Pablo Heras-Casado, Peter Serkin, and members of the L.A. Philharmonic Photo: mine 2010
As I’ve noted here
already, November promises the return
of Esa-Pekka Salonen to the Los Angeles Philharmonic, the orchestra he transformed into one of the best in the world, for two weeks of programming. And while those concerts are two weeks off, you’d think he was already here given this weekend’s program
of 20th century works with a focus on Debussy and Stravinsky. Instead, the conductor was Pablo Heras-Casado, a young conductor increasingly in demand here. And while the show was not a recreation of the one from only a few years past, it was very well played and highly satisfying.
set an impressionistic tone to the evening. The strings in particular produced such a lovely sound for this more suggestive than formally structured work. Following this were two concertos for piano with guest soloist Peter Serkin. The first was Stravinsky’s Concerto for Piano and Wind Instruments
which provided a nice contrast to the Debussy with its neo-classical references. Serkin’s playing was fleet and grand when it most needed to be. After the intermission, the players offered Takemitsu’s riverrun
from 1984. Takemitsu takes up the impressionism of Debussy and infuses it with his own cultural perspective. The theme here is water, and the slow quiet dripping of notes from Serkin’s piano was mesmerizing. It was clearly the high point of the whole night and reason enough to see the show.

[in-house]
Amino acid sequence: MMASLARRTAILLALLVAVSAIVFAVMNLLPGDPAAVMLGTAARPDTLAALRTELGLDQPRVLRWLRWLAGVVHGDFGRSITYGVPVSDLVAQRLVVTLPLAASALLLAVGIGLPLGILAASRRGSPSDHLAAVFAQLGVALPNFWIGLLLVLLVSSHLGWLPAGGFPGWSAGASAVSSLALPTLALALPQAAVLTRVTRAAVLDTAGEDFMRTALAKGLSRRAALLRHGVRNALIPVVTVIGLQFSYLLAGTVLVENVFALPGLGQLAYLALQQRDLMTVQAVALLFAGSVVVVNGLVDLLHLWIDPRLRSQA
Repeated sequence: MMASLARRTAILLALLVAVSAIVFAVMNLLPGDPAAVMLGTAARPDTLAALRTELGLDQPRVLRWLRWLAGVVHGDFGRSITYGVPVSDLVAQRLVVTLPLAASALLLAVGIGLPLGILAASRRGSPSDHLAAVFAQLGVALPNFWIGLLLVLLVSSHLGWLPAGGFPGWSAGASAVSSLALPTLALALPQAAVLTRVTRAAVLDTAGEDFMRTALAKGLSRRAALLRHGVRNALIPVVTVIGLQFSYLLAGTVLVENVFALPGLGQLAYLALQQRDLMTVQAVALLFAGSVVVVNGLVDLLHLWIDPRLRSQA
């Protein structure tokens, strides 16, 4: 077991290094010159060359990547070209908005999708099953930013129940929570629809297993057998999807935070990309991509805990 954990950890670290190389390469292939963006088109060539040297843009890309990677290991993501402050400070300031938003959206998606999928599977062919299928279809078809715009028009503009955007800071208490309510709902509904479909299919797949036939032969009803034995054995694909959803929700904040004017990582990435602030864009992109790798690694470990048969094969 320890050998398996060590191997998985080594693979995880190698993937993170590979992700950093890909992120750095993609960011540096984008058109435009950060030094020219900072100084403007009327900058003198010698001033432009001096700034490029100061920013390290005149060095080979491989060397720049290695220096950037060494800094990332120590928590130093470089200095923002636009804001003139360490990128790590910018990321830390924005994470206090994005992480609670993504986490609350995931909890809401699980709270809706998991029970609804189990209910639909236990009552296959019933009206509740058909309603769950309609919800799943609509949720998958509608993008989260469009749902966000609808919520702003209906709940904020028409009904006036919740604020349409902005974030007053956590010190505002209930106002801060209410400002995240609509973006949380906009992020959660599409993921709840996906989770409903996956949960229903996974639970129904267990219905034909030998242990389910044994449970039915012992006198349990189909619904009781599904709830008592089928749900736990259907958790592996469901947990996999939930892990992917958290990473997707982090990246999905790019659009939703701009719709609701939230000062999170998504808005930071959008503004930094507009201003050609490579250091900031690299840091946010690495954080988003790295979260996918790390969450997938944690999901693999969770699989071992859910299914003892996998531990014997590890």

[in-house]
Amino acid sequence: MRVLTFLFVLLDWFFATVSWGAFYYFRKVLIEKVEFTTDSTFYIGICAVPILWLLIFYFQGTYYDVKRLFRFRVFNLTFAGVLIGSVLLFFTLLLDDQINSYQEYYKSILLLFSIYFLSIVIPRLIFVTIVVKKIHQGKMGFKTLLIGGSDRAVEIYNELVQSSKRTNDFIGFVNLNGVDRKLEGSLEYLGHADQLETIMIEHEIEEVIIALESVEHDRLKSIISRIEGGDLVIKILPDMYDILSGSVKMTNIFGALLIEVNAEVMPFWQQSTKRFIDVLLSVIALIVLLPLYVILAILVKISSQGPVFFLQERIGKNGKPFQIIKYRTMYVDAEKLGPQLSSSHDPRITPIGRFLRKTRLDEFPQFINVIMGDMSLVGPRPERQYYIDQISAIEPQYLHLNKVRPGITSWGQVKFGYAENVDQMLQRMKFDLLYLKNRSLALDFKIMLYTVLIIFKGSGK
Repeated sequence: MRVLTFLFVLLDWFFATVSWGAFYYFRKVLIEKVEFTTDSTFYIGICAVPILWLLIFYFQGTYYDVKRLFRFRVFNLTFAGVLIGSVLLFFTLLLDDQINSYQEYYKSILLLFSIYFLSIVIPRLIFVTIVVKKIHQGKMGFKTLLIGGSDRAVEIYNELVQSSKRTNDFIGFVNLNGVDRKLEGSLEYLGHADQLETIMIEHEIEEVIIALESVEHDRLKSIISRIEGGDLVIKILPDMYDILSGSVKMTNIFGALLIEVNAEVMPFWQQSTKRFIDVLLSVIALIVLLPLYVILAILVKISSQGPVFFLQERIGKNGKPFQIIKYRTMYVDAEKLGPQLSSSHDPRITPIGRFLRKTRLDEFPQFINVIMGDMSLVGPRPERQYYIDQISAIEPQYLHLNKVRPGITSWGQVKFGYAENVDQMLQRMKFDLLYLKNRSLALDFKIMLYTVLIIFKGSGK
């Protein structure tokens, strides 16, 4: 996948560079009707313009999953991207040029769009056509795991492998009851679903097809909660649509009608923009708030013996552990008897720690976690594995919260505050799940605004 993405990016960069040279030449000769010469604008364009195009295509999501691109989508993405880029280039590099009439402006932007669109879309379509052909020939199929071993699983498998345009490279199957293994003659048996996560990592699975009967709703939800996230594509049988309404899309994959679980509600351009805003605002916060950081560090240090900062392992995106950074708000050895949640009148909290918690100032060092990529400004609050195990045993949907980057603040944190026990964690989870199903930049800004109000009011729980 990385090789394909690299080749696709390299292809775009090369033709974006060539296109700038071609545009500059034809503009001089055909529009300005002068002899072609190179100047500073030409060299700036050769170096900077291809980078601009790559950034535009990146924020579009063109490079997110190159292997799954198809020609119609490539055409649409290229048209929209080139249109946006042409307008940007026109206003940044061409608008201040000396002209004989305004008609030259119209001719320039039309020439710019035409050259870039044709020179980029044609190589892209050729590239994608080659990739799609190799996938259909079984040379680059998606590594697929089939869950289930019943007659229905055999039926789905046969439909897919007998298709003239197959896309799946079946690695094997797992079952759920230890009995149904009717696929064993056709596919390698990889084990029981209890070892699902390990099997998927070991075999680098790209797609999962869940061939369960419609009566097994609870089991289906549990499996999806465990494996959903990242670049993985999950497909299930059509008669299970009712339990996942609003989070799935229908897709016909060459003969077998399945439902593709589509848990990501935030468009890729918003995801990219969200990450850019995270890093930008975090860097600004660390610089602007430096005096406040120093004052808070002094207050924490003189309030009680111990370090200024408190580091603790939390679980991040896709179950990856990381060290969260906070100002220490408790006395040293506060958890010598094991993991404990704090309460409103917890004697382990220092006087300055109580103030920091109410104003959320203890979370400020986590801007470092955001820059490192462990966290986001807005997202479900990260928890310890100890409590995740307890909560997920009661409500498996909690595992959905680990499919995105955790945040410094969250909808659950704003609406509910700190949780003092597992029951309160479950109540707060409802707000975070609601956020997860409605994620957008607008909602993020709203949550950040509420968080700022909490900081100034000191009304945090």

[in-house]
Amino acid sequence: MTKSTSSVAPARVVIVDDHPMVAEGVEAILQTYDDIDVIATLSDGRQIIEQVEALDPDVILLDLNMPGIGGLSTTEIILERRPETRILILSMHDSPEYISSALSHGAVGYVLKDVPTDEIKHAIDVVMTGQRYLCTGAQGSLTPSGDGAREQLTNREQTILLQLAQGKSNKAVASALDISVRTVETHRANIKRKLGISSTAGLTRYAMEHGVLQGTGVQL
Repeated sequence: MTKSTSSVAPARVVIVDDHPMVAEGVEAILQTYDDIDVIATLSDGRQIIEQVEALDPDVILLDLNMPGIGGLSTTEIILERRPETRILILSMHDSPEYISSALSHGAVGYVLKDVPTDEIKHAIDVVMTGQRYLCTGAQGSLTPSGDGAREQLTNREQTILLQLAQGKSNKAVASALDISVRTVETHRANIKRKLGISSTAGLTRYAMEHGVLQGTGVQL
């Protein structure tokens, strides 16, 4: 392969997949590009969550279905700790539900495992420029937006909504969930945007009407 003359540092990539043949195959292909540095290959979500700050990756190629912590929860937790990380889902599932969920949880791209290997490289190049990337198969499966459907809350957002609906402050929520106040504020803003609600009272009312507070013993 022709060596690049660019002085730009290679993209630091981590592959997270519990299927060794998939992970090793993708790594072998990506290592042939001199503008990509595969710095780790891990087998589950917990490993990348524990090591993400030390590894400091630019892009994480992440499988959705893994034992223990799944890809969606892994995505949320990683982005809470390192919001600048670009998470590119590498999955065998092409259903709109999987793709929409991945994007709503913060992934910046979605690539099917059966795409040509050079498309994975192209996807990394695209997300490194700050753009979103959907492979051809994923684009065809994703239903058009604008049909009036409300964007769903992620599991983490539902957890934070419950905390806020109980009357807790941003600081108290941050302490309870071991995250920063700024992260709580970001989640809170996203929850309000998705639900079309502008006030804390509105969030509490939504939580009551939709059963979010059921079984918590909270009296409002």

Heras-Casado closed the program with Stravinsky’s 1919 Firebird Suite
. It’s the third time this year the work has made it into an Los Angeles Philharmonic program, which would be something to complain about if it weren’t such a great piece of music to begin with. I didn’t find Heras-Casado’s take the most convincing of the three. (The other two belonged to Lionel Bringuier
in May and Bramwell Tovey
at the Hollywood Bowl in September.) Although it still stirred up plenty of excitement, the entrances were often sloppy, a problem that is increasingly chronic across shows and conductors this season in Los Angeles. The horns sounded hesitant and unsettled at times and Heras-Casado could have made much more dramatically out of the last movement. On balance, though, it was a satisfying evening and perhaps one of the most rewarding from the L.A. Philharmonic yet this fall.
Labels: LA Philharmonic 10/11